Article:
On Fox News Sunday, the boss says that the more you look at Sotomayor's 2001 "wise Latina" speech the worse it is (read the full text of her speech here):
KRISTOL: ... It was a carefully prepared text, published in La Raza Law Journal.
WALLACE: This is her 2001 speech at Berkeley Law School.
KRISTOL: Right, at Berkeley Law School, at a symposium, speaking from a text, a total endorsement of, in my view, identity politics, counting by race, a Latina judge's voice.
She goes so far that the next day Judge Richard Paez of the Ninth Circuit, who is a liberal Clinton appointee, basically rebukes her and makes a big point of saying, "Look, I'm proud to be a Latino. I bring my experiences to the court. But I took an oath to judge, and I really believe we have to judge impartially and it can't just be an aspiration," and he didn't mention her name, but he basically is rebutting her speech the night before that somehow impartial judging is merely an aspiration.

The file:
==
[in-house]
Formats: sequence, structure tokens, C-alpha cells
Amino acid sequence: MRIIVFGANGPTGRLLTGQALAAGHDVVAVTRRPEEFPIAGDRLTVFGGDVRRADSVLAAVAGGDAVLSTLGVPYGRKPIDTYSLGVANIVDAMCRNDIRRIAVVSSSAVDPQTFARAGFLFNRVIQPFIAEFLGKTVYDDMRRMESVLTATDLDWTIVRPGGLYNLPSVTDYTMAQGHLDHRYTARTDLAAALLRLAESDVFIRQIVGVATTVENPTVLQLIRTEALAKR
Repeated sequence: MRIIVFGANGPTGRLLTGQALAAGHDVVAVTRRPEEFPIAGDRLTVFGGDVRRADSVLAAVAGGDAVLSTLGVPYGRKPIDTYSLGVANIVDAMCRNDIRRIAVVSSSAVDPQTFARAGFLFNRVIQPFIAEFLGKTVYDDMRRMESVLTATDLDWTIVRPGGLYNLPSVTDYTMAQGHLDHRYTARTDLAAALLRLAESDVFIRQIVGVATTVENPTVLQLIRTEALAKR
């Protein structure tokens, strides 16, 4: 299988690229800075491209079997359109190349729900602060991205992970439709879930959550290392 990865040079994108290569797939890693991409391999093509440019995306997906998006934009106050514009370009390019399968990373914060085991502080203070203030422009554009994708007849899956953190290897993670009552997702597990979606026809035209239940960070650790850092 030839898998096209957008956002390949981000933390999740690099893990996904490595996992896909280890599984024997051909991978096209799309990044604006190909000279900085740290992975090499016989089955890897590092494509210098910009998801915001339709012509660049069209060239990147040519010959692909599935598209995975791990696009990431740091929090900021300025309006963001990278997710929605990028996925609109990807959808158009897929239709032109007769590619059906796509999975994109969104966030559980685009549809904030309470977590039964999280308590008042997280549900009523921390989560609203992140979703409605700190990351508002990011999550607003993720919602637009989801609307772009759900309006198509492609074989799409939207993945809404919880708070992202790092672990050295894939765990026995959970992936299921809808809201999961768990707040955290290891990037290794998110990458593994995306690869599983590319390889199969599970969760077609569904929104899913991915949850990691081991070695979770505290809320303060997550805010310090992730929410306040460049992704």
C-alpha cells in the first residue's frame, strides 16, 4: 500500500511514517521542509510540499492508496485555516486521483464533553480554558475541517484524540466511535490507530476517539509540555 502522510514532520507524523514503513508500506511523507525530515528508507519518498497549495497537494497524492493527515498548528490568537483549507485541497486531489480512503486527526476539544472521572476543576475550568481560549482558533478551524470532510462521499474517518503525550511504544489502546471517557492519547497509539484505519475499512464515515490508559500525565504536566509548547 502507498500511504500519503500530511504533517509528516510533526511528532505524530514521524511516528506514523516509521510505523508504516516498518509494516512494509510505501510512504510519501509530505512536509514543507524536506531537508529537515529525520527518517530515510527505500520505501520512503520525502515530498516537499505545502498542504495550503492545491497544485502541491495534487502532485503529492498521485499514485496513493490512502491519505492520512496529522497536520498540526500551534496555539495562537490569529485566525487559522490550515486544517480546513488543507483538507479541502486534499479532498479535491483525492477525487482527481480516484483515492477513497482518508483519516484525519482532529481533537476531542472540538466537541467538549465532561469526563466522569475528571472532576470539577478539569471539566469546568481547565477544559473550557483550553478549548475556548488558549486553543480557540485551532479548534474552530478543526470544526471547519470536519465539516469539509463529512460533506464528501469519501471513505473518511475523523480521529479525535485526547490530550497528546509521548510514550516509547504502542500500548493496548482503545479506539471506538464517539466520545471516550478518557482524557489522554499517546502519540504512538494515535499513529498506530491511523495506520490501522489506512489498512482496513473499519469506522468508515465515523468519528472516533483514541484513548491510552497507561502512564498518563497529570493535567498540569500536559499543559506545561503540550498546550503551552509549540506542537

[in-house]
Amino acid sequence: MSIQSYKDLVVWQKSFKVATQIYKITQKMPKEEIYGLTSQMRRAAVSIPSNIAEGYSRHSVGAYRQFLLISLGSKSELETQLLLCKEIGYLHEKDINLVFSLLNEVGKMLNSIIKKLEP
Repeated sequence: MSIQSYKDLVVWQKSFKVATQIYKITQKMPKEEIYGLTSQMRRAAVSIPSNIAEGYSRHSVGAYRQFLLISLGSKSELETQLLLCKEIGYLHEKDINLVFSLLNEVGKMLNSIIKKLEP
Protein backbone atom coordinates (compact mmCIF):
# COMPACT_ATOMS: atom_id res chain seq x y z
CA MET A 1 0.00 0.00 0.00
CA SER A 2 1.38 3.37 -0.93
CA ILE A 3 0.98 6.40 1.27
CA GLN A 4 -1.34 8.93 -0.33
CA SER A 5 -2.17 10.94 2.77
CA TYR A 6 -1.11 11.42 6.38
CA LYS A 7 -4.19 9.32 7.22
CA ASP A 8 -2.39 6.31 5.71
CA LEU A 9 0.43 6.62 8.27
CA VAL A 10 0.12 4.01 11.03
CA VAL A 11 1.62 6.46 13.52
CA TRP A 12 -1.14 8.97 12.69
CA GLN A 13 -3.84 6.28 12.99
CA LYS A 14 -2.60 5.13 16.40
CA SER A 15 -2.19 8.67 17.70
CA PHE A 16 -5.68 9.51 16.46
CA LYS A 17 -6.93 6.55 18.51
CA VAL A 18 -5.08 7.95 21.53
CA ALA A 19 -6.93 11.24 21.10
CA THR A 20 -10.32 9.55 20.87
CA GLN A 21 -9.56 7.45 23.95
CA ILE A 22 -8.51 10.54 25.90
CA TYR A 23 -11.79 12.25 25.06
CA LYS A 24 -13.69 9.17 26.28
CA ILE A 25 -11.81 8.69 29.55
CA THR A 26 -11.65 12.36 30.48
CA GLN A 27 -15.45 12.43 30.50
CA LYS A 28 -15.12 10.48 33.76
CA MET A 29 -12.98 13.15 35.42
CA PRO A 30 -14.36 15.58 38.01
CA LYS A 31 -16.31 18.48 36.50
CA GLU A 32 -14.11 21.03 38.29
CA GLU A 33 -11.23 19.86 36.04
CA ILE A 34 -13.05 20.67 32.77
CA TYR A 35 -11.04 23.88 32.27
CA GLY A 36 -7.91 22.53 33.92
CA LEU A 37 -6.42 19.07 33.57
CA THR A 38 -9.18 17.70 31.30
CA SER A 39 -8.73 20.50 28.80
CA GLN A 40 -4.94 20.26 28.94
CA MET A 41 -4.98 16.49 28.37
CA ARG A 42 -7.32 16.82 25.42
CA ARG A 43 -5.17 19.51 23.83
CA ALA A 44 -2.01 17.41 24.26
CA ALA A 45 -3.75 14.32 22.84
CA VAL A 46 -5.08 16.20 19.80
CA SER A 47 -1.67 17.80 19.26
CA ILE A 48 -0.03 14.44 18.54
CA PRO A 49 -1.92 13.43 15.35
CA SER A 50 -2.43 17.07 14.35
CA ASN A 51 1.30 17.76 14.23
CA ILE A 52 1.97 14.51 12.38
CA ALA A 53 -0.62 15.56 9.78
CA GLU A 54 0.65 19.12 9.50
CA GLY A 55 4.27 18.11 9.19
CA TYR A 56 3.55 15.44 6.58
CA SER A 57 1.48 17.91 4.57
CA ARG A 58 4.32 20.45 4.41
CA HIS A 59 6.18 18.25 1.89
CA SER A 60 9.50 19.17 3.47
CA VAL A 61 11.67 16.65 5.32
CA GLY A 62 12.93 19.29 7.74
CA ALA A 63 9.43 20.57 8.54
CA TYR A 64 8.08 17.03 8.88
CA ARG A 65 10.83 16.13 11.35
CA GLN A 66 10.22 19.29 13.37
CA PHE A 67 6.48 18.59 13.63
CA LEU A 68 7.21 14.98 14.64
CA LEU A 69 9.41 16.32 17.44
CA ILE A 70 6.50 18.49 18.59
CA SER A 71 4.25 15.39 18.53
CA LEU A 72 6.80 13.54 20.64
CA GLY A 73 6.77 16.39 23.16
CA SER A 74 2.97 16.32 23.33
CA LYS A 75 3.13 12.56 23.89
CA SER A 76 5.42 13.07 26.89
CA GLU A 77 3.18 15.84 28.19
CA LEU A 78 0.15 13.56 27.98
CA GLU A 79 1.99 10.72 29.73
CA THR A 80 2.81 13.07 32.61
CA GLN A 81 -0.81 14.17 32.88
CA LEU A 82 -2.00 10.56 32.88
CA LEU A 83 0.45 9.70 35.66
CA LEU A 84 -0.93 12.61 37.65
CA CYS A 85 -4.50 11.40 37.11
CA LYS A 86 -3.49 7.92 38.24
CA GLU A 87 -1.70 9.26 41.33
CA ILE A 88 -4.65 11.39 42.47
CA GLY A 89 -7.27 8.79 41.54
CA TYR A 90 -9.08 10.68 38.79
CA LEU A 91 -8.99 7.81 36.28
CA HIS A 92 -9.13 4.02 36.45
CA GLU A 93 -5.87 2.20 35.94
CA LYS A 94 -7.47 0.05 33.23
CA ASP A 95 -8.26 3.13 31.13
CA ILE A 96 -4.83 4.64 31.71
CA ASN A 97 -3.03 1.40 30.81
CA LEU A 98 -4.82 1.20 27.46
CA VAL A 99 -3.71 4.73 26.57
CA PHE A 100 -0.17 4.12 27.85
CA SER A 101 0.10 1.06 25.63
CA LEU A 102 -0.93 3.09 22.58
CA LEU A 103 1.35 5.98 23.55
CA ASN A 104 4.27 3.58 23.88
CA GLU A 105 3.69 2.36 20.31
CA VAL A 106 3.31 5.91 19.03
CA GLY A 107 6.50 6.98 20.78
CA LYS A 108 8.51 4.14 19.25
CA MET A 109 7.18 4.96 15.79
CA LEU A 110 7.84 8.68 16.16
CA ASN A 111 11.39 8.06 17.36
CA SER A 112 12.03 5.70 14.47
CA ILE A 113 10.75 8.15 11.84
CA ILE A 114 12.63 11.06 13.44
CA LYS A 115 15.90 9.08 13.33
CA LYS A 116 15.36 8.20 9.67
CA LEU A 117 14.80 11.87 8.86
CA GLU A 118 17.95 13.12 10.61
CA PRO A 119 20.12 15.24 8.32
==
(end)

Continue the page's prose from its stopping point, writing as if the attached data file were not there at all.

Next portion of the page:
So I think she has to account for this speech, not just for one sentence.
The Chicago-Tribune's Steve Chapman sounds a similar note:
Sotomayor, [her supporters] point out, also said judges "must not deny the differences resulting from experience and heritage but attempt, as the Supreme Court suggests, continuously to judge when those opinions, sympathies and prejudices are appropriate."
Her allies have a point. Anyone who reads the whole speech will indeed find that her comment wasn't as bad as it sounds. It was worse.
What is clear from the full text is that her claim to superior insight was not a casual aside or an exercise in devil's advocacy. On the contrary, it fit neatly into her overall argument, which was that the law can only benefit from the experiences and biases that female and minority judges bring with them.
Also, see Scott Johnson's take here.